Could be mistaken in thinking that this is a desert … in fact it’s the Mare Furlong field on Rectory Farm. I think this field is going to be sown with oats, so within a few weeks it’ll be getting much greener. Note the colour changes- the lighter soil is called Landwade series which is very chalky while the browner shallow gully where more organic material and clays gathers is called Didmartin series. On the crest of the hill the soils change to chalky boulder clays known as Hanslope series.
Back down to the South Avenue to finish off the chipping and then spreading the piles under the lime trees. While spreading the wood chip Shane and I both pondered on how much chip there actually was? We guessed that the piles generally ranged from 20-40kg with a few less and a few more. There are seventy trees per row so… a total of 280 trees with an average of 25kg of wood chip per tree would mean 7,000kg of wet wood chip- seven tons! But, to use it in a wood biofuel boiler it would have to be dry so, as a rough rule of thumb and allowing for mistakes, lets guess three tons of dry wood chip … that’s enough to keep Wimpole Hall warm for about ten days (given that I worked out a few years ago that the Hall would use one third of a ton per day). Still, the wood chip will mulch the lime trees and next year the common deceiver mushroom will have grown all over the wood chip mulch and… that’s edible! 🙂
With the chip work done it was time to take the old worn out stock fence down and mow the grass where we had been working so as to munch up any small brash left behind as there will be a hay cut from this area in late June/early July. Mind you, with all the work the new Bomford mower had done, Paul had to replace some dubious flails and tighten a load of nuts and bolts.
Had a break from the work in the South Avenue and went to the Folly to remove some old wooden tree guards that have gone rotten – we’ll shortly be replacing these with the metal guards as the trees are still too small to fend for themselves against the gnawing pests and livestock.
From the Folly you can get some very fine views on a clear day and, now that the Woodyard has had a new roof put on it and the scrub has been cleared again, you can see the Brick End cottages, part of Home Farm and the Woodyard in one glance. Brick End cottages are the red brick buildings (pre 1820), the Home Farm (on the far right) has white & red brick and black timbered barns (1790 onwards) and the Woodyard (far left) is made of white brick and has a slate roof (1840s).
The wooden posts that were rotten were brought back to Cobbs Wood Farm and burnt in our especially designed inferno (but we did keep a lot of posts that were not rotten and could be used to replace broken ones on other existing stock fences). Jim and Alistair were hard at work cutting open a barrel (we thought it was Jim’s wallet they were trying to get into!) to make a bigger barrel so that a smaller barrel could fit inside ( if you see what I mean!). The retort we have is made from a normal 45 gallon barrel so, by cutting open another one and adding a section of steel, you make a bigger diameter barrel so that the retort can go inside and we can then add insulation to keep the heat inside the retort. It cooks the wood much quicker and you get a better quality of charcoal.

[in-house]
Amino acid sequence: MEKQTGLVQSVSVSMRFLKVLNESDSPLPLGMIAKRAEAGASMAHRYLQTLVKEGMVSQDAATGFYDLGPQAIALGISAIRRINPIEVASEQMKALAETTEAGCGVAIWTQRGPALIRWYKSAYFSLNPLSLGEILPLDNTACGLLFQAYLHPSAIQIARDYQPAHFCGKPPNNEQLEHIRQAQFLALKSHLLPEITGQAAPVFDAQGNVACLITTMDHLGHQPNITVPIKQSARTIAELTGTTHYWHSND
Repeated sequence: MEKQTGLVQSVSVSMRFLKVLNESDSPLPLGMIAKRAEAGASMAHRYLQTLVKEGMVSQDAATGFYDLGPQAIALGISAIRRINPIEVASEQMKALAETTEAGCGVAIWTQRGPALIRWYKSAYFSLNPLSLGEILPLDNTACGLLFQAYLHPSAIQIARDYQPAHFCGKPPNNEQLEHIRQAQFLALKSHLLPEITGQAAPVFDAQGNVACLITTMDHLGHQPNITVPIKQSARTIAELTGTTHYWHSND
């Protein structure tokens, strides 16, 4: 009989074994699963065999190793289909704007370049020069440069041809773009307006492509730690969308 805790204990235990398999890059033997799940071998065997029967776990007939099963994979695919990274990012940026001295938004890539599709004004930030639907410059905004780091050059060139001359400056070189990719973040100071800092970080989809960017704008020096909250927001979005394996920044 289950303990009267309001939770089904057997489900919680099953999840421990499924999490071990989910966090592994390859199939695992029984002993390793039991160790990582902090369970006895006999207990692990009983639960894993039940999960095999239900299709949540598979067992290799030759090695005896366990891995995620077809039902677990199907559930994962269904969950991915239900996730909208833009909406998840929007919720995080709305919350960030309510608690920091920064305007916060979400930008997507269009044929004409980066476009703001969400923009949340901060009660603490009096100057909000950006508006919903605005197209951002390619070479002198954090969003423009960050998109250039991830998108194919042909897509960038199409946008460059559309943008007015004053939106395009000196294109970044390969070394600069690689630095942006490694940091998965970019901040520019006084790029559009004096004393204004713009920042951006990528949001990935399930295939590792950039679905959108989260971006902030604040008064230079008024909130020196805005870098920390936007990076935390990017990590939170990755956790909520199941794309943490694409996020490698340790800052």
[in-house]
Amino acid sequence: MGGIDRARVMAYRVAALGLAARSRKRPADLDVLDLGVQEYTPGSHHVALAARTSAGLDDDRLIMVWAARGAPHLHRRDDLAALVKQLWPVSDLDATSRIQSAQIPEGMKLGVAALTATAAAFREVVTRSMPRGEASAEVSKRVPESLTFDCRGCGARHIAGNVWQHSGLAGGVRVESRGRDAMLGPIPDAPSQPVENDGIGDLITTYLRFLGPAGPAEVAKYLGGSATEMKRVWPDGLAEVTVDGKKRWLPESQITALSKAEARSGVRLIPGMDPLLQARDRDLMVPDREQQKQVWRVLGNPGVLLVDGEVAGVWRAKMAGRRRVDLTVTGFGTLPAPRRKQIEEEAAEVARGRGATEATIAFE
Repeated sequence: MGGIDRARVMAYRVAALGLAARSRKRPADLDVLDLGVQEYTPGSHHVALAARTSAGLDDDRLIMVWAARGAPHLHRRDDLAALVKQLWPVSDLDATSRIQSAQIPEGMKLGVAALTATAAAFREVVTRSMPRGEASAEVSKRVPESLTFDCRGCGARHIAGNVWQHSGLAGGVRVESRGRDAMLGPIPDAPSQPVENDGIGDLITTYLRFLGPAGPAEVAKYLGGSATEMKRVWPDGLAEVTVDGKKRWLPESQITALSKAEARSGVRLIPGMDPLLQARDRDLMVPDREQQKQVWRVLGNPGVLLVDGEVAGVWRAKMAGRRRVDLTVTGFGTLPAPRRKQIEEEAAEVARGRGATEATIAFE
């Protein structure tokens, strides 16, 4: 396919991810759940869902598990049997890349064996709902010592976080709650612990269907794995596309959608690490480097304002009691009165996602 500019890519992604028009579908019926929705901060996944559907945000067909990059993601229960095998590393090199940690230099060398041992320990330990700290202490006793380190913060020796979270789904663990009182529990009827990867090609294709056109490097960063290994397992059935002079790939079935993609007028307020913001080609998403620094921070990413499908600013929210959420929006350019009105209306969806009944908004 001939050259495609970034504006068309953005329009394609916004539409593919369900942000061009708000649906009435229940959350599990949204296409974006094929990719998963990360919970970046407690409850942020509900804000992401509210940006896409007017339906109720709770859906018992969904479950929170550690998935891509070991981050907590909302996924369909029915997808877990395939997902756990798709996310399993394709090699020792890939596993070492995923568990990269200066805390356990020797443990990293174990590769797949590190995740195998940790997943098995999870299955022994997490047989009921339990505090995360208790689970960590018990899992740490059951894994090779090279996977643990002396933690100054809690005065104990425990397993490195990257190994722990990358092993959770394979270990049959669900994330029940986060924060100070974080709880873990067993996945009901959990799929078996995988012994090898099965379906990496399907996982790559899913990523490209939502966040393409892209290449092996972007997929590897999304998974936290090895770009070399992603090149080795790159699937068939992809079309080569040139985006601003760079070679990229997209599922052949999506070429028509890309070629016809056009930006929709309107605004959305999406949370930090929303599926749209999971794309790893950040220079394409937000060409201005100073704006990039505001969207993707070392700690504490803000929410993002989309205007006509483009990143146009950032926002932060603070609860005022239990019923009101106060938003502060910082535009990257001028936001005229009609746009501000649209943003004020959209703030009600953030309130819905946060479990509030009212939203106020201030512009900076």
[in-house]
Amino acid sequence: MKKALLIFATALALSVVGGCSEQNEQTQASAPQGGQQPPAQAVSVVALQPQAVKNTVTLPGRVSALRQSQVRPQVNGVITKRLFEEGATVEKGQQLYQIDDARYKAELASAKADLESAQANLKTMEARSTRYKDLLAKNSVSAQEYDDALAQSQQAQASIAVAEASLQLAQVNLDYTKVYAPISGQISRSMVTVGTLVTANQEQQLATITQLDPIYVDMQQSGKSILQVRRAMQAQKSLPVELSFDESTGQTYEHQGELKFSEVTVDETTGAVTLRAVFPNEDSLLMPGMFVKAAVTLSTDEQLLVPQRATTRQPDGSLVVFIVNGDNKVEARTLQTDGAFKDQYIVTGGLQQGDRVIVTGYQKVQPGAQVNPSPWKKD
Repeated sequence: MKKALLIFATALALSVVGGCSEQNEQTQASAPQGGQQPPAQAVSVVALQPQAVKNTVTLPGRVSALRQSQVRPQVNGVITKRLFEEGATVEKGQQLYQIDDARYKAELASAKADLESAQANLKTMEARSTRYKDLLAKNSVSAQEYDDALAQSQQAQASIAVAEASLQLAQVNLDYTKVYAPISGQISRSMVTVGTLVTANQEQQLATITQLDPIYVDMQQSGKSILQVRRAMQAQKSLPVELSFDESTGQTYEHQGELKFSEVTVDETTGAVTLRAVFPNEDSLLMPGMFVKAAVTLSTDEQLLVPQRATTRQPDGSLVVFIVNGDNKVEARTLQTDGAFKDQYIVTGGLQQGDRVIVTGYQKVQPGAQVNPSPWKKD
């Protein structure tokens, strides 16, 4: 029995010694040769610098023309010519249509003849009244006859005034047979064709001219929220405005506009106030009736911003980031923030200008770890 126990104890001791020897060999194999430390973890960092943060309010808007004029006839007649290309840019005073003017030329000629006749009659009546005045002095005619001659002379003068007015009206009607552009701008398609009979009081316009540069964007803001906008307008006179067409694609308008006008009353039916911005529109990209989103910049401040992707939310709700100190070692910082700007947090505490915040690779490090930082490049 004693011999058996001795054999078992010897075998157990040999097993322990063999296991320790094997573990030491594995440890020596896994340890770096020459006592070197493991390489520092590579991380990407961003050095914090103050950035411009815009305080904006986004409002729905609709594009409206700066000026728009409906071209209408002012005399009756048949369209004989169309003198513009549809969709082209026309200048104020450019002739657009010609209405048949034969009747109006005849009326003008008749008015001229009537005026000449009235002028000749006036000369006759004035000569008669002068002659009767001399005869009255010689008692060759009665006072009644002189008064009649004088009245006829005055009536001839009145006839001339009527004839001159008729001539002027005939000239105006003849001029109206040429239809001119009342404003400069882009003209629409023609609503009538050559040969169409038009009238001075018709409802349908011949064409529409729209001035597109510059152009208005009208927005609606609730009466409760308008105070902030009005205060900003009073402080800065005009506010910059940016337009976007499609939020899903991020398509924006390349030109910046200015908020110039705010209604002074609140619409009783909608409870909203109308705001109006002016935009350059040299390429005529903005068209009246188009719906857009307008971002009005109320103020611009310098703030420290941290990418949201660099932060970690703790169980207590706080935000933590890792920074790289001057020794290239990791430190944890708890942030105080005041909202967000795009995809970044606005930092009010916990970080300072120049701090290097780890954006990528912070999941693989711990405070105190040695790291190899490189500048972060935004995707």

This week was perfect for drilling the arable crop seed so finally the farm staff could rest at last. Hopefully the spring crops will become visible but some nice spells of rain would be very helpful to get the seed germinating.
While I was up at the Mare Furlong field I took the chance to see how the competition laid hedge was doing- a few more weeks and it’ll be green all over.
Spring is the time when the adult badgers go foraging and so some come to a sticky end on the roads. It’s quite usual to see a few badgers run over on the roads around Wimpole as we have quite a few setts on the estate. The other time of year when you see a rise in badger deaths on the road is in the autumn when the young badgers start to find territories for themselves.
Last job of the week was to cut the top round rail on the park rail fence and lift the posts out. The timber crane has more uses than you’d think! Just as well as these posts were concreted in. I hate using concrete as it makes maintenance on fences very difficult if you have to replace posts; not only that it’s also not very good for the environment as it uses lots of energy to make it creating an awful lot of carbon dioxide. Tom informed me that at Hatfield (where he worked before coming here), their policy is to avoid concrete at all costs and use lime mortar instead of concrete if they have to use a filler. Managed to get quite a few out but there is about a day’s work left here.
While we are on the subject of carbon dioxide and fossil fuel use… it has become very obvious over the last year that a lot of solar farms have been installed on farmland in south Cambridgeshire. Sounds like a good idea from a fossil fuel point of view but I can’t help thinking that when the idea goes off the boil these fields will be earmarked for building, plus it’s using valuable farming land. I’m all for solar panels but why on earth are they not putting them on the millions of acres of roof space? Especially on industrial buildings and even the ever-increasing in size modern farm sheds! Somehow there seems to be a lack of joined up thinking.